The surface gravity wave pattern that forms behind a steadily moving disturbance is well known to comprise divergent waves and transverse waves, contained within a distinctive-shaped wake. In this paper, we are concerned with a theoretical study of the limit of a slow-moving disturbance (small Froude numbers) in the absence of surface tension, for which the wake is dominated by transverse waves. Three configurations are considered: flow past a submerged source singularity, a submerged doublet and a pressure distribution applied to the surface. We treat the linearised version of these problems and use the method of stationary phase and exponential asymptotics to demonstrate that the apparent wake angle is less than the classical Kelvin angle and to quantify the decrease in apparent wake angle as the Froude number decreases. These results complement a number of recent studies for sufficiently fast-moving disturbances (large Froude numbers) where the apparent wake angle has been also shown to be less than the classical Kelvin angle. As well as shedding light on the issue of apparent wake angle, we also study the fully nonlinear problems for our three configurations under various limits to demonstrate the unique and interesting features of Kelvin wake patterns at small Froude numbers.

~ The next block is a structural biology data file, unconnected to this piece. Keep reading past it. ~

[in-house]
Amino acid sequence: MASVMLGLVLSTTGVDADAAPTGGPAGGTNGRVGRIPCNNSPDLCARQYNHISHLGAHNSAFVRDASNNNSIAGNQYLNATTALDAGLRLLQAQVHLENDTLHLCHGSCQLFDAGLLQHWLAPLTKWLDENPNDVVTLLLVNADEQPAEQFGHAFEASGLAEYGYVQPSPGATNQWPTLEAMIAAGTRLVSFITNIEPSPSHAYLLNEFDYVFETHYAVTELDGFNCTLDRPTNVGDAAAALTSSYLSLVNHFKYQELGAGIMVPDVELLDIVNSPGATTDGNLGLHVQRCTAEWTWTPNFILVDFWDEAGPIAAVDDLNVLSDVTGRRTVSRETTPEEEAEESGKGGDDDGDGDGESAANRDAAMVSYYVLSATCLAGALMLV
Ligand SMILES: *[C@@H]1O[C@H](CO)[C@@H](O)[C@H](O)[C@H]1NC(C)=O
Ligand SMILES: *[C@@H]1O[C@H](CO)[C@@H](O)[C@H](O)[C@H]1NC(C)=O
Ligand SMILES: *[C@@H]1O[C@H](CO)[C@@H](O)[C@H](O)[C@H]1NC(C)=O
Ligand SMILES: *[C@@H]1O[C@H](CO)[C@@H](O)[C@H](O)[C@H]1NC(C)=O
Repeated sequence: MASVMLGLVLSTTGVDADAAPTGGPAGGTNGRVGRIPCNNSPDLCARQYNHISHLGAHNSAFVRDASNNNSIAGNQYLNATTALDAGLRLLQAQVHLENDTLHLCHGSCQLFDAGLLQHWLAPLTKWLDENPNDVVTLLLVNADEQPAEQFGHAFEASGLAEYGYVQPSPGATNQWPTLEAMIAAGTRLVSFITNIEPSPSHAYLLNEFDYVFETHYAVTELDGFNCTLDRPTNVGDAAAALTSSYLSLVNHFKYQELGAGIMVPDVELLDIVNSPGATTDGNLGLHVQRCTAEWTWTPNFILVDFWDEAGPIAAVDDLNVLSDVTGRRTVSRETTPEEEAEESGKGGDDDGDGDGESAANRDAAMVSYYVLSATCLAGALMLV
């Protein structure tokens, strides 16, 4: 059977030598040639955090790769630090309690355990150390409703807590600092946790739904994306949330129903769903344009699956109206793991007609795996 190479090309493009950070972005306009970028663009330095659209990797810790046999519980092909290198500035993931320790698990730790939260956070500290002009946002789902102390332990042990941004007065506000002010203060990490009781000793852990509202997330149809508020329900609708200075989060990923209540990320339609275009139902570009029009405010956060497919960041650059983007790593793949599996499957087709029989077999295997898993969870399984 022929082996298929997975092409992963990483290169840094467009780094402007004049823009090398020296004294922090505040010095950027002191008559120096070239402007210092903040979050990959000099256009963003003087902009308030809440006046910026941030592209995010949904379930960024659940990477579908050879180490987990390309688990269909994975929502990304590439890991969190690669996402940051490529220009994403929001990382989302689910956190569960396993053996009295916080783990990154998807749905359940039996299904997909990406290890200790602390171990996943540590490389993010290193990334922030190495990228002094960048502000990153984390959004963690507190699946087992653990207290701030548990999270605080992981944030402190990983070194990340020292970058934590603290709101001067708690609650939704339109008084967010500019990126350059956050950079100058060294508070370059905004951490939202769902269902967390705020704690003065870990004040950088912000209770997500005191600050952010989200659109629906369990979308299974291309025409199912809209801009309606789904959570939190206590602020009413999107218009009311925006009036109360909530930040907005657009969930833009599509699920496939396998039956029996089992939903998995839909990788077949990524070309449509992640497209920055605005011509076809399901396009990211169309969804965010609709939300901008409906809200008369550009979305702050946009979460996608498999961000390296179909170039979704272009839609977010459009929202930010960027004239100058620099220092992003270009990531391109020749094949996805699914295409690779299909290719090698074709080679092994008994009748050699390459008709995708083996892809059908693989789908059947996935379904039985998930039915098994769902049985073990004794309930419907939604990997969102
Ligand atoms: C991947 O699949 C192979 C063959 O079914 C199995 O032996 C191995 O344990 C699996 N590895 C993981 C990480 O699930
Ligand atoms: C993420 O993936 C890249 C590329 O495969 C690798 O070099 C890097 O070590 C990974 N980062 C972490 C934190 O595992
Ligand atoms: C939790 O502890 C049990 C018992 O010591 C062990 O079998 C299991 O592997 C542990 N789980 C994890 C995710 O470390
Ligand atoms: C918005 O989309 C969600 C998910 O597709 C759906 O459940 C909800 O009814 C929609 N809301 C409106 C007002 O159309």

- surface gravity waves